posted on Sep, 30 2009 @ 03:15 PM
Canada, the second largest country in the entire world. Numerous provinces, 30 million inhabitants. A wealth of every type of terrain from
semi-tropical rain fores, to desert, to prairie and tundra. Also, 95% uninhabited. But why? Surely in a country so utterly expansive, it would be easy
to find land there to settle! Not so, and I will explain why. In this article, I will be focusing on Rural rather than Metropolitan real estate, for
reasons that will become clear.
Part 1: An Overview of British Columbia.
BC is a lush province. Wild, untamed, filled with the bounty of nature. A land of opportunity for those willing to move here and settle. At least,
that’s what the Tourism advertisements would have you believe. In reality, BC has the lowest minimum wages in Canada, the lowest standards of
living, and the highest real estate prices.
A search of the MLS listings will reveal the shocking reality that the cheapest land
parcel currently for sale in rural BC is $50,000 for less than 1 acre. Above that, the prices can vary from $100k for 2 acres to as much as $1.4m for
a single half-acre lot on Vancouver Island. This might be understandable if this was, for example, France with its 700 years worth of overlapping
title deeds. In fact, an online search of Real Estate will demonstrate that for the price of a decently sized rural land parcel or a 4-bedroom family
home in a Vancouver suburb, one might obtain a Castle with several dozen acres in France.
How can this be? BC has a total population of just over 4 million people, half of that contained in the sprawling coastal city of Vancouver. The total
Landmass of BC is more than that of Oregon, California, & Washington combined. To put this into perspective, the population of those 3 states is 47
million people. As you can see, that is a drastic amount of free land!
So, with the perspective set, how can land be so ludicrously expensive in BC when the province is literally empty?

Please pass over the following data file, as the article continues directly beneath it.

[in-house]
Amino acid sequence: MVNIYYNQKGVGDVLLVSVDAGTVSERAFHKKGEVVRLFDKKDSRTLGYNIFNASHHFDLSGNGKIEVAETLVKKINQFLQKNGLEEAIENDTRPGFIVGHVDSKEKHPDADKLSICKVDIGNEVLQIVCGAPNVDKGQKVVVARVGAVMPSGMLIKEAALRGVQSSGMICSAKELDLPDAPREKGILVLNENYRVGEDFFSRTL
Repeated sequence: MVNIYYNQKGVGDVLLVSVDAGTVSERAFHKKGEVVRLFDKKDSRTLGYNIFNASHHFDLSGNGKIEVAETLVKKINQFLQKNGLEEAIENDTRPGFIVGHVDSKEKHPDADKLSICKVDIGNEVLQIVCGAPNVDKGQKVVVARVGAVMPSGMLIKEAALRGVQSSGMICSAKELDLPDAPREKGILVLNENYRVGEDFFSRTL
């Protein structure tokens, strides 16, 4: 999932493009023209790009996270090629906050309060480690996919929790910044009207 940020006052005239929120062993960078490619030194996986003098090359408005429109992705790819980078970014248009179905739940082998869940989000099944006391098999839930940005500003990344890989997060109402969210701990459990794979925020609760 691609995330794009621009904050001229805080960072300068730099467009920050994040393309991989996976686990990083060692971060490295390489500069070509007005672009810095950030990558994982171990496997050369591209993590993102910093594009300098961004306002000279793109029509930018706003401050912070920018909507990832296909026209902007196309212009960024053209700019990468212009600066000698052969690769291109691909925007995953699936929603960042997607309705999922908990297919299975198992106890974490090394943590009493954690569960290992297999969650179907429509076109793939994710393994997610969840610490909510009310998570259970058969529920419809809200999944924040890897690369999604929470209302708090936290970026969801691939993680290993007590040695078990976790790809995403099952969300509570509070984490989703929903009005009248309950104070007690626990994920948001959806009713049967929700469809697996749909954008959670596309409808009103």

Part 1: A Conspiracy to keep the land for the corporations.
The short answer is, the vast majority of the province was simply never allowed to enter into private ownership. Unlike the US which experienced a
massive land rush throughout the opening of the various Frontiers, BC was cut off from the rest of Canada by land until the opening of the Canadian
Pacific Railway in the early 1900’s. The Trans Canada Highway did not gain a stable and safe connection to BC until the opening of Rogers Pass in
the late 1980’s. Most of the Interior remains tenuously connected to the major arteries.
Thanks to this, much of it was never homesteaded. With BC’s heavy snowfall, who would want to trek into the wilderness aside from the lure of gold?
Much better to stay by the established towns. Thus, when the Homesteading act was repealed in the 1970’s, a staggering 95% of the province remained
under the control of the Crown (the provincial government).
Since then, less than 400 sales of crown land to private individuals have occurred, and for staggeringly ludicrous sums of money when you consider the
relative isolation of existing crown parcels. To understand why, we need to look at BC’s two primary industries: Mining and Lumber. The crown does
not wish to sell any land to individuals to develop, because at this time it holds a veritable monopoly on the leasing of Mining and Lumber rights to
corporations. Any large reduction in crown land holdings will reduce the amount of resources that it can barter with corporations in return for
favors, and barter it has.
Despite the isolation of the vast majority of BC’s interior, one need only take a flight across it to see the damage wrought by the lumber barons
throughout the past century. There is not a single spot between Vancouver and the Rocky Mountains that has not had a slender logging road driven into
it so that the mountainsides can be stripped bare. By conservative estimates, a staggering 67% of the mature lumber in British Columbia has been
logged in the past 100 years.
As a result, the Crown is loathe to remove its grip on the land it holds lest it lose precious resources that it can sell the rights to, plain and
simple. There are no parcels of more than 1800 acres for sale in British Columbia, and no large parcels for less than $1million. The Crown does not
even consider applications for purchase or granting of large land parcels unless you are a corporate interest. I know, I have tried.
[edit on 30-9-2009 by D.E.M.]
[edit on 30-9-2009 by D.E.M.]